Riders take the REINS through therapeutic horsemanship.
With her horse gently guiding her around the ring, 4-year-old Deena bounces around on her saddle, laughing with delight like only a happy little girl can. But Deena is not like other little girls. Born with Down syndrome, her parents discovered REINS, a therapeutic horsemanship program in Fallbrook, when she was just 18 months old. “We heard about REINS when we were starting to work on Deena’s walking and talking,” says her mother, Elizabeth Stephens. “We were looking for ways to help integrate her physical and mental development, and when she came here, she started interacting, talking, and moving—she became a superstar! She found something she really loves to do.”
Deena is one shining example of showmanship among 200 other exceptional students in the REINS program. Short for Riding Emphasizing Individual Needs and Strengths, REINS was founded in 1984 to provide life-changing therapy for children and adults with a wide spectrum of disabilities, from autism and ADHD to cerebral palsy, multiple sclerosis, and spinal cord injuries.
“The benefits of therapeutic riding are staggering,” says Debbie Shinner, executive director of REINS. “I’ve seen children walk that doctors said never would.”
Research has shown that horses’ smooth movement sends vibrations to the brain through the spinal cord. Riding stimulates the brain, strengthens the core, and helps increase muscle control in riders whose disabilities often cause weakened musculoskeletal systems and decreased motor skills. It also improves balance, coordination, breathing, and speaking; encourages independence; and boosts self-esteem.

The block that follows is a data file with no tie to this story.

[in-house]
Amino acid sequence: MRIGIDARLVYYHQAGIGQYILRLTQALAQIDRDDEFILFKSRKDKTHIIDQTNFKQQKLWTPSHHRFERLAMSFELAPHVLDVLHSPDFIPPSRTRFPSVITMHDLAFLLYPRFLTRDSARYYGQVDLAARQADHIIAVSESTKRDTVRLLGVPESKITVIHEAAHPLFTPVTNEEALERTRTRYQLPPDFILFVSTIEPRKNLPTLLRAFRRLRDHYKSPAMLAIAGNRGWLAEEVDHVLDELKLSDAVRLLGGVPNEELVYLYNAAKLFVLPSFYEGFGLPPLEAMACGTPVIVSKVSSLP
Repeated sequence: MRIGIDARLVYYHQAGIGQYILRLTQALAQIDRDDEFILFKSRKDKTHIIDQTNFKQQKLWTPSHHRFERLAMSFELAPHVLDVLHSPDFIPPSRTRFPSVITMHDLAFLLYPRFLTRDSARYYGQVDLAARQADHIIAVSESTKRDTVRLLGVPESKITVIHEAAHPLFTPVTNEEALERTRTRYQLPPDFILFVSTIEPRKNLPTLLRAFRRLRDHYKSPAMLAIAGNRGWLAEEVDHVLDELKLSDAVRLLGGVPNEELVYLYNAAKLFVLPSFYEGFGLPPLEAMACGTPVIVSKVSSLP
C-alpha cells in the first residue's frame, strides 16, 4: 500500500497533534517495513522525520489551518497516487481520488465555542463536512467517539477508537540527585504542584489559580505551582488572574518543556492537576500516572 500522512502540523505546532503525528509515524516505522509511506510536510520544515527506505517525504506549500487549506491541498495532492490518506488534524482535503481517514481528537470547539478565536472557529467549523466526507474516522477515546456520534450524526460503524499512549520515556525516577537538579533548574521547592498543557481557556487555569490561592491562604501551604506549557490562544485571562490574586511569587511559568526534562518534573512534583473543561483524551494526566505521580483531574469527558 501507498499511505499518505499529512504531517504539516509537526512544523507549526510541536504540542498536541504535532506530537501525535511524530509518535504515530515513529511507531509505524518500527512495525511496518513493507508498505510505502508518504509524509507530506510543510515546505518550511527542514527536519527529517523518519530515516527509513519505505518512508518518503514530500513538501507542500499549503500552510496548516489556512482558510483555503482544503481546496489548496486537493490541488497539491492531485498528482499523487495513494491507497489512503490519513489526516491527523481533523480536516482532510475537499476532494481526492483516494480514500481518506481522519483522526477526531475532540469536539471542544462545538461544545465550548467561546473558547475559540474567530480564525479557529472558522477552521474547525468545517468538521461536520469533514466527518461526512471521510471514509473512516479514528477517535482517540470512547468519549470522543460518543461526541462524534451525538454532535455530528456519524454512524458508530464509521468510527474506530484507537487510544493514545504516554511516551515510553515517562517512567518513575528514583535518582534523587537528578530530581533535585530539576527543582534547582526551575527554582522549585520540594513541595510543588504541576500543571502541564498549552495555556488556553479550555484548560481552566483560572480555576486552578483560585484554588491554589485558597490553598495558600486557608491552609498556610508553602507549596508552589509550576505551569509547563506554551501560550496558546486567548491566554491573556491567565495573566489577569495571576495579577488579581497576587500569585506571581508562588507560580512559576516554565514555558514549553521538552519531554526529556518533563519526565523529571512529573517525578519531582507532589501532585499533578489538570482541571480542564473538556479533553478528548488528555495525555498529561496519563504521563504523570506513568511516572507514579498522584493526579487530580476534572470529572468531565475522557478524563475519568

“For children with autism, for example, getting on the horse brings their attention to center,” explains program director Shauna Jopes, who has worked at REINS for 20 years. She has seen some children start at age 2 and continue to grow through the program two decades later.
“We are physical therapy, occupational therapy, and speech therapy all in one,” Shinner adds. “Except that our therapy room is a riding arena, and our tool is a horse.”
REINS owns a 10-acre property housing 20 horses, all donated from private owners. Some, like Fooley, a 14-year-old former polo horse who lost her eye in a polo accident, have their own disabilities. But all, including 26-year-old Cassie, have life and work left in them, and working at REINS provides them with the benefit of a renewed sense of purpose.
“They’re older horses who still have a lot of self-worth,” Shinner says. “They are so in tune with their riders and so sensitive. They can certainly take good care of the children.”
For more info: 4461 S. Mission Road, Fallbrook 92028; 760.731.9168, reinsprogram.org